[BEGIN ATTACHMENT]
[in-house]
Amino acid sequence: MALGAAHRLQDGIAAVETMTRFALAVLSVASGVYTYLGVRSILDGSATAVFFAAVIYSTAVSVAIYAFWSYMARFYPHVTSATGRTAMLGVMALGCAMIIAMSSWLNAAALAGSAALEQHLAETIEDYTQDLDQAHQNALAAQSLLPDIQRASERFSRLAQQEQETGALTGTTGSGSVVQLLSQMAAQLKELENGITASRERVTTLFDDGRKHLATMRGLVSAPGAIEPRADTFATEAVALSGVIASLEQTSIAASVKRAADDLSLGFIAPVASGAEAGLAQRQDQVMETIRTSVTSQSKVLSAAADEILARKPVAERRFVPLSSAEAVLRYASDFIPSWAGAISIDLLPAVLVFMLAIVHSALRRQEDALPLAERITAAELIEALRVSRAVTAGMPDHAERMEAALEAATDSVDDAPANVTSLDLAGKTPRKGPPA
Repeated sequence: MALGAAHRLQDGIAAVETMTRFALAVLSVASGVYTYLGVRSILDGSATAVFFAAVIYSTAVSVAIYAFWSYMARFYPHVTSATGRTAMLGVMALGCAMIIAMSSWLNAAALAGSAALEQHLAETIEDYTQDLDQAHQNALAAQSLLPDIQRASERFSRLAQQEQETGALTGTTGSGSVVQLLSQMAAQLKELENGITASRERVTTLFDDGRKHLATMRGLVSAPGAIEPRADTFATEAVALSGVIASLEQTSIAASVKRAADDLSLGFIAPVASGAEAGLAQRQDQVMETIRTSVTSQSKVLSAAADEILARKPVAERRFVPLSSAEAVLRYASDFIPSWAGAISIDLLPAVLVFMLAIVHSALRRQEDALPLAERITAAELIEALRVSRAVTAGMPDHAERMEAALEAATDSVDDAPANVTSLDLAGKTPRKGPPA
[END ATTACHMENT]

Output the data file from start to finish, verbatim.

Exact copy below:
[in-house]
Amino acid sequence: MALGAAHRLQDGIAAVETMTRFALAVLSVASGVYTYLGVRSILDGSATAVFFAAVIYSTAVSVAIYAFWSYMARFYPHVTSATGRTAMLGVMALGCAMIIAMSSWLNAAALAGSAALEQHLAETIEDYTQDLDQAHQNALAAQSLLPDIQRASERFSRLAQQEQETGALTGTTGSGSVVQLLSQMAAQLKELENGITASRERVTTLFDDGRKHLATMRGLVSAPGAIEPRADTFATEAVALSGVIASLEQTSIAASVKRAADDLSLGFIAPVASGAEAGLAQRQDQVMETIRTSVTSQSKVLSAAADEILARKPVAERRFVPLSSAEAVLRYASDFIPSWAGAISIDLLPAVLVFMLAIVHSALRRQEDALPLAERITAAELIEALRVSRAVTAGMPDHAERMEAALEAATDSVDDAPANVTSLDLAGKTPRKGPPA
Repeated sequence: MALGAAHRLQDGIAAVETMTRFALAVLSVASGVYTYLGVRSILDGSATAVFFAAVIYSTAVSVAIYAFWSYMARFYPHVTSATGRTAMLGVMALGCAMIIAMSSWLNAAALAGSAALEQHLAETIEDYTQDLDQAHQNALAAQSLLPDIQRASERFSRLAQQEQETGALTGTTGSGSVVQLLSQMAAQLKELENGITASRERVTTLFDDGRKHLATMRGLVSAPGAIEPRADTFATEAVALSGVIASLEQTSIAASVKRAADDLSLGFIAPVASGAEAGLAQRQDQVMETIRTSVTSQSKVLSAAADEILARKPVAERRFVPLSSAEAVLRYASDFIPSWAGAISIDLLPAVLVFMLAIVHSALRRQEDALPLAERITAAELIEALRVSRAVTAGMPDHAERMEAALEAATDSVDDAPANVTSLDLAGKTPRKGPPA